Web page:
The Role of Ethics in Times of Crisis: An Opportunity for Business Leaders to Carry Out Their Core Values and Principles


Post By: Maryanne Eva and Marc Y. Tasse

Over the past year, the pandemic has put pressure on business leaders, the business community, and the global economy. Many leaders and board members have been forced to make difficult decisions and judgment calls in the utmost challenging circumstances.

How are business leaders dealing with such unusual circumstances? What tools and guiding principles are used to shape the decision-making processes? After all, this is not business as usual, the socio-economic environment has been shattered, and established benchmarks and familiar landmarks have vanished or now appear irrelevant or outdated in the face of this volatile, uncertain, complex, and ambiguous world.

A timely and significant approach required to support the path to recovery is the need to acknowledge and integrate a broader and more adapted perspective on risk and business management. The pandemic has provided a radical but insightful learning opportunity to business leaders and board members when it comes to making judgment calls in complex, volatile and uncertain situations. One that has forced them to evaluate their stance, core values, and original mission. The socio-economic crisis has exposed and forced leaders to think about what they should do, not just about what they could do. And with rising demands for transparency, ethics, and an increased focus on a green recovery, business leaders have been asked to consider their impacts beyond the bottom line.

In fact, leaders have been encouraged to consider and integrate environmental, social, and governance issues (ESG) in the decision-making process and display how they will contribute to a resilient recovery. The terms business with purpose, stakeholder capitalism, or value-capitalism are getting traction, and “as attention begins to turn towards recovery, there is widespread demand for business to address complex and rapidly evolving societal, political, and ethical issues. Simply following the letter of the law is no longer seen as sufficient. Instead, companies are expected to demonstrate how their values and principles are integrated into the decisions they make.”[1]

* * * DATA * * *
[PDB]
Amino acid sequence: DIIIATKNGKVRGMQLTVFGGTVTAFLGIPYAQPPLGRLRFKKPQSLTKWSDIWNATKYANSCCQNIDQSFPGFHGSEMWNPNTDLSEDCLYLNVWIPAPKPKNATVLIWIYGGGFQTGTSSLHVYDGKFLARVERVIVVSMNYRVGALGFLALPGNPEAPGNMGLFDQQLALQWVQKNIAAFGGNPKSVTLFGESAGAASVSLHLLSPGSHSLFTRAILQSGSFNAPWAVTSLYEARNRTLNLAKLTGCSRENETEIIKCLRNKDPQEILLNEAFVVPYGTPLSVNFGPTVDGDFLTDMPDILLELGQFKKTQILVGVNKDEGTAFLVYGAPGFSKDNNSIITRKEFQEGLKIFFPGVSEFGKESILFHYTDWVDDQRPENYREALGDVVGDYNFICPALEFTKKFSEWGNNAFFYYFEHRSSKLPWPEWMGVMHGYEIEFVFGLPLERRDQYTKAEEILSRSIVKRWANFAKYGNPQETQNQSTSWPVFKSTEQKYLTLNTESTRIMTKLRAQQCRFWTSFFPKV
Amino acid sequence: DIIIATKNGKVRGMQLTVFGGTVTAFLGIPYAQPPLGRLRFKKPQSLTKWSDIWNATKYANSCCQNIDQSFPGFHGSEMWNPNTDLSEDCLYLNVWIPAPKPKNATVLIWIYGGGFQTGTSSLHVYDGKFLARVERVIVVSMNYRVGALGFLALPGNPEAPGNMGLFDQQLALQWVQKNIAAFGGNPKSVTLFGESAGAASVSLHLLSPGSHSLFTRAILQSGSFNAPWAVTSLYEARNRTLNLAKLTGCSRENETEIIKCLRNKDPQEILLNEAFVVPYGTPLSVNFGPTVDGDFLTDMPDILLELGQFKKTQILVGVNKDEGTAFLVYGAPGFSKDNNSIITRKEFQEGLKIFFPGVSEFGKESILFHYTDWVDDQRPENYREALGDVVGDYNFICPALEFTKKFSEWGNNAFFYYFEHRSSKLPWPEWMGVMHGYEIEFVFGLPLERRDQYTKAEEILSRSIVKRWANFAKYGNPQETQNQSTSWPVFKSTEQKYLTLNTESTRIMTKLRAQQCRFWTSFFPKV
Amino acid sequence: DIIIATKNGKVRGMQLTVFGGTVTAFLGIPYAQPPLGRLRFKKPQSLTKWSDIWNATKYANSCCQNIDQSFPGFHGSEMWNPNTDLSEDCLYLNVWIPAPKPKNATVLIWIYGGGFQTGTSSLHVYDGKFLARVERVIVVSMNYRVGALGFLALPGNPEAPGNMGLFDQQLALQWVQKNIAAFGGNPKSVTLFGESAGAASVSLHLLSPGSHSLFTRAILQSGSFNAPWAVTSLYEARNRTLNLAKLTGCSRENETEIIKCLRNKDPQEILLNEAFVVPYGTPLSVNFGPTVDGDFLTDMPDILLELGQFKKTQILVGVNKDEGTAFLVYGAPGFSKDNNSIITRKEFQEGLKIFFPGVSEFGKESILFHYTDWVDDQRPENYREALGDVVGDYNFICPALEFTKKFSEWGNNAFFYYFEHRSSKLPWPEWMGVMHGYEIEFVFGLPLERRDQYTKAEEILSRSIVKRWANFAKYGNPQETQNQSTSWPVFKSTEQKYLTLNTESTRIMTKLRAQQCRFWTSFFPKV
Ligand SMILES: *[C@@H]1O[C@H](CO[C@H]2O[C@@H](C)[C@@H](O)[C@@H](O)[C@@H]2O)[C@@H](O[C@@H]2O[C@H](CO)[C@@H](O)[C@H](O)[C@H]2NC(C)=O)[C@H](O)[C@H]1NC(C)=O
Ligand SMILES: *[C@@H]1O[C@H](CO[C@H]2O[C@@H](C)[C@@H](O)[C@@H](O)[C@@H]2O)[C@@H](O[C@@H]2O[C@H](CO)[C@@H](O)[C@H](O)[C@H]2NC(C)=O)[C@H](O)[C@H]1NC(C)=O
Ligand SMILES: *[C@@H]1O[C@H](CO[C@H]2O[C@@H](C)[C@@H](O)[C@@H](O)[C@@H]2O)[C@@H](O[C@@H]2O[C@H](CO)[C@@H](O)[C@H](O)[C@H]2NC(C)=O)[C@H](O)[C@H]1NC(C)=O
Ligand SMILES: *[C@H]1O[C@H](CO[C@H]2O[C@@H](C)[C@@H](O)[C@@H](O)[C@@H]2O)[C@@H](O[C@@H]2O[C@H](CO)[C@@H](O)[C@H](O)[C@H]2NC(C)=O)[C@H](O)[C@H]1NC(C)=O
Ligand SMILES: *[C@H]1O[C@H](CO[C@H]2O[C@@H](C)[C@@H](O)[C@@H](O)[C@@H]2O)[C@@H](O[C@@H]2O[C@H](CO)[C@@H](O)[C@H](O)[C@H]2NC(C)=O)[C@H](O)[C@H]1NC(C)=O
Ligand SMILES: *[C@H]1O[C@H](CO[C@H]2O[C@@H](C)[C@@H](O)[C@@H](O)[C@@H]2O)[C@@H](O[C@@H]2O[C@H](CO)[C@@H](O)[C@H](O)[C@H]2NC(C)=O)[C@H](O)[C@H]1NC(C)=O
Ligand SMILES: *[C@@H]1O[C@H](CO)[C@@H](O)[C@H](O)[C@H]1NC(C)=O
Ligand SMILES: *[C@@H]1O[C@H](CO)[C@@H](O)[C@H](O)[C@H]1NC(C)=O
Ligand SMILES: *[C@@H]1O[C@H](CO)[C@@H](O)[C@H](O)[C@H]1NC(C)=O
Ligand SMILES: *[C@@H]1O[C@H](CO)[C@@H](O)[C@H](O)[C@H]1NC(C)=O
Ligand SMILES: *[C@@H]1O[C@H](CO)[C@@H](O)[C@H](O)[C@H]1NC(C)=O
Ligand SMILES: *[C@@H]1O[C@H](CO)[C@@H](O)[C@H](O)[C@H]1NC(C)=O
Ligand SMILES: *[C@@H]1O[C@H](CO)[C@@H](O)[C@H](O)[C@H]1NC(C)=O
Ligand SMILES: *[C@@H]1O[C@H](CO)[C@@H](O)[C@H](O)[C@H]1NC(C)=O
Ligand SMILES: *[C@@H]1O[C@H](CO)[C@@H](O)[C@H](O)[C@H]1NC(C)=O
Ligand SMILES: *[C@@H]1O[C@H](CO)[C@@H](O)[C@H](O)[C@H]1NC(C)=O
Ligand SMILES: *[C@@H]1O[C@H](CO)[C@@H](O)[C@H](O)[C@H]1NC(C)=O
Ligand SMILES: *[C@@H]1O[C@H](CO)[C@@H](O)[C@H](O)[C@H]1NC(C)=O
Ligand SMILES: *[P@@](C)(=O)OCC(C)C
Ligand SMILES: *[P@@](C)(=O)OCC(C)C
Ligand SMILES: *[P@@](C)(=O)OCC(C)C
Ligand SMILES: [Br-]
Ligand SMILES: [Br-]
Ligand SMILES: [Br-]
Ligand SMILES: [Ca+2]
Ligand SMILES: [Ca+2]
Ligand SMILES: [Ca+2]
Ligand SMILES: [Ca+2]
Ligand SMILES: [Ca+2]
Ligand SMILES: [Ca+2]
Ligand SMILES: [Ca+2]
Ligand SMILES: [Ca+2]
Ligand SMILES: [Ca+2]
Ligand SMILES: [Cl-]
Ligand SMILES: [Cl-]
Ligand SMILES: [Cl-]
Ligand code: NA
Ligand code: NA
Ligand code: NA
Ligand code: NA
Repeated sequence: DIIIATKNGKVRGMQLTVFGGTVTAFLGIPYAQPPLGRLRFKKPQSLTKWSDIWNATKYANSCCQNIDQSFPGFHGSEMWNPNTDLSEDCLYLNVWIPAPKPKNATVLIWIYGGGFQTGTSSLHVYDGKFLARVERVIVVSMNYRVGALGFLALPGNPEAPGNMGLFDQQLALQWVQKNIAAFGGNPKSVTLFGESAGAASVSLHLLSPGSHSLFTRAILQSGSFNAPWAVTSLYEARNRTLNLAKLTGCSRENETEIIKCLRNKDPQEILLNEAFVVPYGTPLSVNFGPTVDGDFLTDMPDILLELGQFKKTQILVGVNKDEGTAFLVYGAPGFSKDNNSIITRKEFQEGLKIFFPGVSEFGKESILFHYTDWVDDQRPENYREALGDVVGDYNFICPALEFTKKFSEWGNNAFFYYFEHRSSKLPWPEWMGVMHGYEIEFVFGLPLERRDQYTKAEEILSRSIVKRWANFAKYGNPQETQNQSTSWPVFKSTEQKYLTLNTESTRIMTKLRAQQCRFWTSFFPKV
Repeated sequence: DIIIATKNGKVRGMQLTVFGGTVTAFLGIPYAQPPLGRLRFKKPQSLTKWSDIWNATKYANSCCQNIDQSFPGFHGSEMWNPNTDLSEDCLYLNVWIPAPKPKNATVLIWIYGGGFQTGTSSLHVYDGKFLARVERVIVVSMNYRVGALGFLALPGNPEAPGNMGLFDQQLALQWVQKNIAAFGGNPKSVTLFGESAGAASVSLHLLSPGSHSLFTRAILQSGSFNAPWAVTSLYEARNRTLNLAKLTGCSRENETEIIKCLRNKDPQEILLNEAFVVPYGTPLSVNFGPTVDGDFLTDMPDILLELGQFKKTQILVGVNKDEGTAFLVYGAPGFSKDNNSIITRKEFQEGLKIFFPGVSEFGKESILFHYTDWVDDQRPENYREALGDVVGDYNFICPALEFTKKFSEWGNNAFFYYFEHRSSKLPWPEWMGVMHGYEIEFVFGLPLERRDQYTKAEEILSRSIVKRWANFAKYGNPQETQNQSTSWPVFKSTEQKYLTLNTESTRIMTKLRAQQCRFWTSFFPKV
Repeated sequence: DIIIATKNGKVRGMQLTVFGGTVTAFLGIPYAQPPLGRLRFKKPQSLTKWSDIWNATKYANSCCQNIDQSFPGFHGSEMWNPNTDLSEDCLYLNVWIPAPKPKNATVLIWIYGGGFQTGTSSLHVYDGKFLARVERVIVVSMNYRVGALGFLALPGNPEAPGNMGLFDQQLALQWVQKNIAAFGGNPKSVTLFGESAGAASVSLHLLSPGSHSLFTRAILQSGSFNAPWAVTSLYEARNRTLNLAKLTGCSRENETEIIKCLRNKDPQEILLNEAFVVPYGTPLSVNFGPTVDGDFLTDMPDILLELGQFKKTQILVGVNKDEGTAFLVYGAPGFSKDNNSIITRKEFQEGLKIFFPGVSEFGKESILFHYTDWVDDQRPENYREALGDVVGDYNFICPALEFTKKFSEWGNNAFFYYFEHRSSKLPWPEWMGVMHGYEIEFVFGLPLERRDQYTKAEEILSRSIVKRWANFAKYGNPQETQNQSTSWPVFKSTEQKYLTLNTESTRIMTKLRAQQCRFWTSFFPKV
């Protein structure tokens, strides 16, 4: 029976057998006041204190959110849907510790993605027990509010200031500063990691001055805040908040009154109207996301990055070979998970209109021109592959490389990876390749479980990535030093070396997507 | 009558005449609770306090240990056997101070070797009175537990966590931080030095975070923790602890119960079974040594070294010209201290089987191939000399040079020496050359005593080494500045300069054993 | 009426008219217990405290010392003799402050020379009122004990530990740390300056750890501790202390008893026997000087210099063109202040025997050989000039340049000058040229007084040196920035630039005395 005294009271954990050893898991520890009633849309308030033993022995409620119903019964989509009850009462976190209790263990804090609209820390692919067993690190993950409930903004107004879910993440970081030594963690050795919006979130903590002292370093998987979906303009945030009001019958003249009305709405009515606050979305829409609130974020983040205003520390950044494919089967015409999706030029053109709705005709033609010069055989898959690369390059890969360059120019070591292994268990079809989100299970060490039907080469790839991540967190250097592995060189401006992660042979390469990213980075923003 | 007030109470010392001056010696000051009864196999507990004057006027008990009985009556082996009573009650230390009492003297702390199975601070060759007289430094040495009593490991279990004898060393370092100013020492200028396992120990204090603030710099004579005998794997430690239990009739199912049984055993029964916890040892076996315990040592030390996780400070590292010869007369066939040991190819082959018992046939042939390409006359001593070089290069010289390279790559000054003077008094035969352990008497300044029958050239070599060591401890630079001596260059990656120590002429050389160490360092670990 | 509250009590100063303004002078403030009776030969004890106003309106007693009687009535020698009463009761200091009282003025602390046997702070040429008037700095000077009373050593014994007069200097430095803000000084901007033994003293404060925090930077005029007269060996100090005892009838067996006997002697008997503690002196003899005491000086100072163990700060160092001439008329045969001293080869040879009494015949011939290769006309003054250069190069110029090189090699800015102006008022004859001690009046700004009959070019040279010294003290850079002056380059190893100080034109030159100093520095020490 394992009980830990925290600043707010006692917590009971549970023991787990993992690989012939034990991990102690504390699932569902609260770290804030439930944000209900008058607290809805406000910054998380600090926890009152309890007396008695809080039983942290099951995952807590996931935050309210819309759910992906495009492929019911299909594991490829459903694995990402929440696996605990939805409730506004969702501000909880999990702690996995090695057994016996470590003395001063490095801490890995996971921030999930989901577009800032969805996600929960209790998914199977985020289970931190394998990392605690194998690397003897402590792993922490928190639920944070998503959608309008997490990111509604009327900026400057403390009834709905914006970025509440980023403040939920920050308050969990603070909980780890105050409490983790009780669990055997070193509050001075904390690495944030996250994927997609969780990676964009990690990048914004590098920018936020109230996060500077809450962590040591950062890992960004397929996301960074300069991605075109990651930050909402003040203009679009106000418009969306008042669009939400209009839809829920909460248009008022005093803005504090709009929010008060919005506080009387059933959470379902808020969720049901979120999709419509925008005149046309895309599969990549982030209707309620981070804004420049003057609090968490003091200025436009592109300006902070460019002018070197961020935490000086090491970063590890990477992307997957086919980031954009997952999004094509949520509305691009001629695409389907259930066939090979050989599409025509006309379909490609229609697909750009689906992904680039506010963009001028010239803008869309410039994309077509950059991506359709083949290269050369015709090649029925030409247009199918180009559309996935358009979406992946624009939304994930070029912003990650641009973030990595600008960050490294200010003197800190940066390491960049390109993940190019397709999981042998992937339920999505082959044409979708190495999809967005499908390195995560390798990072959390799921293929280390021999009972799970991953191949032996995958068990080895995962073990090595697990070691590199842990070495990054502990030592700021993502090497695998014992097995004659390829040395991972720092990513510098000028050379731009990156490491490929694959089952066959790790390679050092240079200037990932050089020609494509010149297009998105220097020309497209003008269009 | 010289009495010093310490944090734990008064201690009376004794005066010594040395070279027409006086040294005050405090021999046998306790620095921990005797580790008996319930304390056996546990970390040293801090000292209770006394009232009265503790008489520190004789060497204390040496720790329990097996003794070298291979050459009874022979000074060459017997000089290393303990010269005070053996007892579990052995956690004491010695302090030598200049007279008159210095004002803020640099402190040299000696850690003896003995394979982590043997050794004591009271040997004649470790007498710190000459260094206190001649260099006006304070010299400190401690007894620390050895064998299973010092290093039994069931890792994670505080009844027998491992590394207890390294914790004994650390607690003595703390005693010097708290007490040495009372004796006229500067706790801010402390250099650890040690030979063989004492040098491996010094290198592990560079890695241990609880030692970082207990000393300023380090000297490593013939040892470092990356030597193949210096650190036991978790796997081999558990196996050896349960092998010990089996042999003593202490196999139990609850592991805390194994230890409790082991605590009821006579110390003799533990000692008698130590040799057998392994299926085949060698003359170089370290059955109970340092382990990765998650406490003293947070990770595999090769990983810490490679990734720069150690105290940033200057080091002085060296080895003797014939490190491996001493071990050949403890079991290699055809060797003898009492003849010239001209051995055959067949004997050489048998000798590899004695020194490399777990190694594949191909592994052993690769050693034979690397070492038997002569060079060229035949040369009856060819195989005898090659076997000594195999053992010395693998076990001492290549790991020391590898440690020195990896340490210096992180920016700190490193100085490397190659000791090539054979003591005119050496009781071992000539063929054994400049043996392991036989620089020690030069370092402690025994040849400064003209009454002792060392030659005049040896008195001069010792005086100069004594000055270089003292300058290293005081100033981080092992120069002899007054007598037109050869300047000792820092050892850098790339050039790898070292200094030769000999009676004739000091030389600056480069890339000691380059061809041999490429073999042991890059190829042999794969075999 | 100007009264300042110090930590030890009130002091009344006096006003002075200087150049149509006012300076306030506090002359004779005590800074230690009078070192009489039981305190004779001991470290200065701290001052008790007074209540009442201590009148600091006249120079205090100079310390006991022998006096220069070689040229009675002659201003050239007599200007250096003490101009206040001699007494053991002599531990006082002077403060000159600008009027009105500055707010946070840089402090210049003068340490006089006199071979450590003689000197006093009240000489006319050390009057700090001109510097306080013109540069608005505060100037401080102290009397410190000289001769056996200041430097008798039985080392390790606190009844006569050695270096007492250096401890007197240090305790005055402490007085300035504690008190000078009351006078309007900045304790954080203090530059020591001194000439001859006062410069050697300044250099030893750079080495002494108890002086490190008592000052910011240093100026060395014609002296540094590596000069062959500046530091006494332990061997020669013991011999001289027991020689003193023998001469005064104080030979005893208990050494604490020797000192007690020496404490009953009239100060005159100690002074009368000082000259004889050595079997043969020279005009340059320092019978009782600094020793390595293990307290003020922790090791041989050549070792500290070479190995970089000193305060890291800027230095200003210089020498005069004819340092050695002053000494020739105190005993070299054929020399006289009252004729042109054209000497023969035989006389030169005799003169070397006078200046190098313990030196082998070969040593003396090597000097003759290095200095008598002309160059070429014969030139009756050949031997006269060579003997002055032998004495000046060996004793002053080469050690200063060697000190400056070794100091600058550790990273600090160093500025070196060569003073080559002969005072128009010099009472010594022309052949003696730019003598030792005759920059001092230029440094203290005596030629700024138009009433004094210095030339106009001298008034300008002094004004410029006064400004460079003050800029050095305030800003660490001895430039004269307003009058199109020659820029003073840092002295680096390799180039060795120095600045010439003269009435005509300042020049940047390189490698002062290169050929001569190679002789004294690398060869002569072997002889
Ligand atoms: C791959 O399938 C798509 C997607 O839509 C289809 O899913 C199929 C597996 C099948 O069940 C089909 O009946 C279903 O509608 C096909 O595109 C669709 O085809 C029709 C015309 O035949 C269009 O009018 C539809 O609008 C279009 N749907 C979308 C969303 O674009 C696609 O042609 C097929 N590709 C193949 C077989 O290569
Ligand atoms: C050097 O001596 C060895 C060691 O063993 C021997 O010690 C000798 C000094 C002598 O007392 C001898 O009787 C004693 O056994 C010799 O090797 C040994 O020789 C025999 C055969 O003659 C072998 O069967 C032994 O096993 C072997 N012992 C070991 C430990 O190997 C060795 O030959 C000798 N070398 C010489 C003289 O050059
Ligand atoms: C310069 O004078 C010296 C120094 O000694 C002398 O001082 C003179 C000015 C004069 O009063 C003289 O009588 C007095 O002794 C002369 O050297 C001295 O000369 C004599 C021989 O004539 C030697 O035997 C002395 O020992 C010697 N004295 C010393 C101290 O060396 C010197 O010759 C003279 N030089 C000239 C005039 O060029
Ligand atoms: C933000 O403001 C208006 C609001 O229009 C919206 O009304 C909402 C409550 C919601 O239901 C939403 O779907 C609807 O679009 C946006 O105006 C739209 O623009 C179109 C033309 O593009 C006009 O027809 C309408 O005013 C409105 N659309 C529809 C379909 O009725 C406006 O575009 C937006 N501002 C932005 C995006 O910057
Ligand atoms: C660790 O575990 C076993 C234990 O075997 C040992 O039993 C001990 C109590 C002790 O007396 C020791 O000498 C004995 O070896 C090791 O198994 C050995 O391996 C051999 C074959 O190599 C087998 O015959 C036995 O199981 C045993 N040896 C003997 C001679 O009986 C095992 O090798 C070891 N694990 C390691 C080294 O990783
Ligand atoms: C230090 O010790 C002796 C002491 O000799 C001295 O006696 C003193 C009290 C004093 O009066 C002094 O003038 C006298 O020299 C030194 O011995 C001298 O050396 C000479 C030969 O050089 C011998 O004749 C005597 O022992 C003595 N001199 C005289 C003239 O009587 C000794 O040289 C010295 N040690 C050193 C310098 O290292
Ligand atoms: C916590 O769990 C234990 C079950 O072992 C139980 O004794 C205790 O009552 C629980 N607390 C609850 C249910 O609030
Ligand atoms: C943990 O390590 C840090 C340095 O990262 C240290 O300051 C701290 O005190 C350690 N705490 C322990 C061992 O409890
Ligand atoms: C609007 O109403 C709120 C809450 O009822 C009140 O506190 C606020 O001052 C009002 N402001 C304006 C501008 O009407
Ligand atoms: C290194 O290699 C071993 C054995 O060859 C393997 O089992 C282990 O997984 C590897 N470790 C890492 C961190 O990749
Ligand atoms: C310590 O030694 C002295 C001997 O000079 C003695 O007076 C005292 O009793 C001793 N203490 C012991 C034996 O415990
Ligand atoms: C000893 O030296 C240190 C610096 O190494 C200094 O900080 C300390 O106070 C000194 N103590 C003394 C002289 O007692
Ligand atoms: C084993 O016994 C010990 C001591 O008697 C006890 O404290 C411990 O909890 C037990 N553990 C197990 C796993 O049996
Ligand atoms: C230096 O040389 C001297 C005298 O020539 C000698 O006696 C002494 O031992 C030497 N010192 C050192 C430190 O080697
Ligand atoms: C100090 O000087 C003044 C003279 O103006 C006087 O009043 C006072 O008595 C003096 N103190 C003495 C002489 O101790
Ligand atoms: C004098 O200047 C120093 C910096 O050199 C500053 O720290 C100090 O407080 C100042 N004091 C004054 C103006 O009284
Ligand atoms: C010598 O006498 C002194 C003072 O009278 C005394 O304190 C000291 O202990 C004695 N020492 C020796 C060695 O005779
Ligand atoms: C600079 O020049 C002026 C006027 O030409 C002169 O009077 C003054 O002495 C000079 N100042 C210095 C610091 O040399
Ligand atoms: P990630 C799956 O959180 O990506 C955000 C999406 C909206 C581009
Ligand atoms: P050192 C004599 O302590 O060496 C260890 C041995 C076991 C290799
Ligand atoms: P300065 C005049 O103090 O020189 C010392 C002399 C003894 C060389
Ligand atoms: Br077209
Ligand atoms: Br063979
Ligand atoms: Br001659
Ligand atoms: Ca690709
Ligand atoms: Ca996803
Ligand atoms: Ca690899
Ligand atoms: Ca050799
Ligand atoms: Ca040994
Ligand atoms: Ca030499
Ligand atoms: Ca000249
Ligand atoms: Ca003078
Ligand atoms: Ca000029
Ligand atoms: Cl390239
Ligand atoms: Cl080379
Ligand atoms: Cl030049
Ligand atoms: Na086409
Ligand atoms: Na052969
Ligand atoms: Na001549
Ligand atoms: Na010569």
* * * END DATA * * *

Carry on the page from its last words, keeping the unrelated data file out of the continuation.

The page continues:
As the road to the recovery slowly unfolds, the role of ethics seems like an evident choice for building a more crisis-resistant world. Business ethics takes shape by making though judgment calls and taking decisions in challenging and uncertain circumstances, and it seems like a perfect opportunity for business leaders to carry out their core values and principles in actions.

About the Authors:  Ms. Eva is an Associate Faculty and a Business Consultant with specific expertise in sustainability management, business ethics, and corporate strategy & communication.

Ms. Eva has led the creation and development of an innovative consulting services program in business ethics and risk management for the largest employers’ association in the construction industry (ACQ) in Québec. She has collaborated with public and private organizations to help manage their reputational and operational risks, achieve independent certification, and align with national and international best practices. Ms. Eva is currently pursuing a Doctorate in Business Administration at École des Ponts Business School in Paris with a research interest in sustainability, the green economy, resilience & innovation.

Marc Y. Tassé, MBA, CPA, CA

As an investigative and forensic accountant, and also internationally renowned subject matter expert in the fields of anti-bribery / anti-corruption, anti-money laundering, and anti-fraud, Mr. Tassé examines financial crime from different angles and explores what motivates people to break the law, how wrongdoers cover their tracks, and what can be done to put a stop to the looting.

An award-winning lecturer in the MBA program at the Telfer School of Management and in the Common Law Section at the University of Ottawa’s Faculty of Law, his current research focuses on the actual and potential effects of allegations of corruption and improper financial reporting on publicly traded companies’ market capitalization.


Works Cited: [1] Rodin, David (2021), The ethics study 2021, Principia,